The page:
Recent Patterns and Predictors of Antipsychotic Medication Regimens Used To Treat Schizophrenia and Other Psychotic Disorders

Division of Pharmacoepidemiology and Pharmacoeconomics, Brigham and Women's Hospital, Harvard Medical School, Boston, MA 02115, USA.
Schizophrenia Bulletin (Impact Factor: 8.45). 02/2000; 26(2). DOI: 10.1093/oxfordjournals.schbul.a033465
Source: PubMed


Up-to-date data are needed on the types of treatments used by psychiatrists and the reasons for use of particular treatments. Using 1997 American Psychiatric Association (APA) Practice Research Network (PRN) Study data on patients with schizophrenia and other psychotic disorders, we identified the characteristics of antipsychotic medications (APMs) currently being prescribed and factors associated with the use of particular regimens. In this study population, use of the newer APMs, including risperidone, olanzapine, and clozapine, has increased rapidly and now accounts for over one-half of all APM use. Other intriguing findings include the fact that one-sixth of patients with schizophrenia and other psychotic disorders are concurrently treated with two or more APMs. Factors associated with being prescribed one of the newer APMs risperidone or otanzapine include being elderly, having more education, being white, having psychiatric comorbidity, and making fewer recent visits to a psychiatrist. The APA PRN Study data are an important new resource for mental health services researchers.

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    • "Furthermore, the tendency to use atypical antipsychotic polypharmacy may be due to the increased availability of newer antipsychotics or the changing pattern of prescriptions in recent years. Additionally, difficulties in computing titrations between typical and atypical antipsychotics may also be a factor.31) It has been shown that antipsychotic polypharmacy may be superior to monotherapy in certain clinical situations32) and a pharmacological justification for the combination and long-term use of atypical drugs with conventional drugs based on differing receptor profiles has been proposed.33) "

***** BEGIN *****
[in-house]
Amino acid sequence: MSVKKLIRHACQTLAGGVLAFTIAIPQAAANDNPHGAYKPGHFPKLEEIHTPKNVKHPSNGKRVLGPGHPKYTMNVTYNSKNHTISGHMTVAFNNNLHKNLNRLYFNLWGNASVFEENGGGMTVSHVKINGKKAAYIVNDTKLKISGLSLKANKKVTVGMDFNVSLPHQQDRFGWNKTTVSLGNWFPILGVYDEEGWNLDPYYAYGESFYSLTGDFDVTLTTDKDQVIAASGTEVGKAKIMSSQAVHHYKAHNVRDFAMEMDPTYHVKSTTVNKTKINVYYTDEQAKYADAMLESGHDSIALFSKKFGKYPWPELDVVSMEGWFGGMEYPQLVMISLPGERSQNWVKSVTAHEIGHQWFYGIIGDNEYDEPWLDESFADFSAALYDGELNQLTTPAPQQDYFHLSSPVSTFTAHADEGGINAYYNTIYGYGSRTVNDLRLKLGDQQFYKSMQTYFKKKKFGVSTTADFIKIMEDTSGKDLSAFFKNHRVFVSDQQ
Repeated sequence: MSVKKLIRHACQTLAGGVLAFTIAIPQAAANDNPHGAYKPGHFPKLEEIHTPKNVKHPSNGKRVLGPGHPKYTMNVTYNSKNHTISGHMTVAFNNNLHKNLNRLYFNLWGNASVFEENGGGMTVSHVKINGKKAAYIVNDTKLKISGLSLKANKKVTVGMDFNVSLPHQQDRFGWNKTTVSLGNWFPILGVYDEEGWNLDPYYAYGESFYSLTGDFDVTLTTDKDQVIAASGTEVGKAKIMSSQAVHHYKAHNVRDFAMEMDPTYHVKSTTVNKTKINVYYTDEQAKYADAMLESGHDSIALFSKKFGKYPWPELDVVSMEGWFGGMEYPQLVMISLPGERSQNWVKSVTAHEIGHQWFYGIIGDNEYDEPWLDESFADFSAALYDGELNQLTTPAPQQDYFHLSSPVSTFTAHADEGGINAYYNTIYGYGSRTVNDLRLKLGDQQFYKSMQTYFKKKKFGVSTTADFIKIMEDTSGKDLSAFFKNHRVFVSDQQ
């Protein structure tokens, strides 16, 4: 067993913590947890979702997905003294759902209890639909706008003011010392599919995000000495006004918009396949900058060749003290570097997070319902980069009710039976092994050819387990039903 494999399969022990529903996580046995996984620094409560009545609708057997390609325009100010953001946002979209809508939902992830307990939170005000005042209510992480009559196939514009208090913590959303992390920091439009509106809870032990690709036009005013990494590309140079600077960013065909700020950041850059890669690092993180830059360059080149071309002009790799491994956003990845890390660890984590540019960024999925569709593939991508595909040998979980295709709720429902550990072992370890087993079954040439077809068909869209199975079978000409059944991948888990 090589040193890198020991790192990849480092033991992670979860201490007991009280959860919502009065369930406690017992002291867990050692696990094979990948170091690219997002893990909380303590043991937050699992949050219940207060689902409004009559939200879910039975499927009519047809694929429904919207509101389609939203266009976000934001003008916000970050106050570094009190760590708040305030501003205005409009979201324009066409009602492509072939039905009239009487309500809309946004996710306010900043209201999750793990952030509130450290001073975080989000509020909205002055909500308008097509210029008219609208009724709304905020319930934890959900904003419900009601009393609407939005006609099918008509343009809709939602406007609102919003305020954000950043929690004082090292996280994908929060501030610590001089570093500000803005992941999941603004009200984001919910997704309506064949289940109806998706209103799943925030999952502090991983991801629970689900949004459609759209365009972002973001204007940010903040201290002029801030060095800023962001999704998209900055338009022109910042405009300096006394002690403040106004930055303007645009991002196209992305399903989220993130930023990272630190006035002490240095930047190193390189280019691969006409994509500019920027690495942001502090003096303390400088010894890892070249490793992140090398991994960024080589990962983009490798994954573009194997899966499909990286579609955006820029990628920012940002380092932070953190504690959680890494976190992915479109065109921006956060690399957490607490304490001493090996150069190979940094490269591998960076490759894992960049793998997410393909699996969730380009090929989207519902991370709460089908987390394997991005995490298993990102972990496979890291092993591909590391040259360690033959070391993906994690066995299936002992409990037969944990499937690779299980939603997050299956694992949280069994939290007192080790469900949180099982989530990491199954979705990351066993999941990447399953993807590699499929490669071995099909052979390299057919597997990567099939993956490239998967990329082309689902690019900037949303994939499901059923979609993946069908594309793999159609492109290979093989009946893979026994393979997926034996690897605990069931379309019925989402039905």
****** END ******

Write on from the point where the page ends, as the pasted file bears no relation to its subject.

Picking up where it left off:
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    ABSTRACT: Objective This study investigated the prescription patterns for Korean patients with schizophrenia with a particular focus on antipsychotic polypharmacy. All data were gathered from patients presenting at 41 tertiary university hospitals and 8 secondary hospitals. Methods Data from three multicenter studies conducted in Korea were retrospectively reviewed and integrated to identify patients with schizophrenia who had their antipsychotic medication switched to paliperidone extended-release between 2008 and 2009. The rates for antipsychotic polypharmacy, combined use of different antipsychotic classes with a special focus on atypical antipsychotics, and psychotropic polypharmacy using benzodiazepines, mood stabilizers, and other relevant drugs were identified. Results Of the 851 Korean patients analyzed in this study, 20.4% (n=173) had been prescribed antipsychotic polypharmacy. Of the 678 patients receiving antipsychotic monotherapy, 6.9% (n=47) were prescribed a typical antipsychotic and 93.1% (n=631) were prescribed an atypical antipsychotic. Of the 173 patients receiving a combination of antipsychotic drugs, only 6.4% (n=11) had been prescribed polypharmacy with typical antipsychotics, while 46.82% (n=81) were prescribed atypical+atypical antipsychotics or typical+atypical antipsychotics. The highest co-prescription rates for other psychotropic drugs in conjunction with antipsychotics included benzodiazepines (30.3%), anticholinergic drugs (28.8%), antidepressants (13.3%), β-blockers (10.1%), and mood stabilizers (8.7%). Conclusion The present findings demonstrate that the rate of antipsychotic polypharmacy is relatively low in Korea and that Korean clinicians prefer to prescribe atypical, rather than typical, antipsychotic drugs. This suggests that there is a distinct prescription pattern in Korea that is focused on antipsychotic polypharmacy.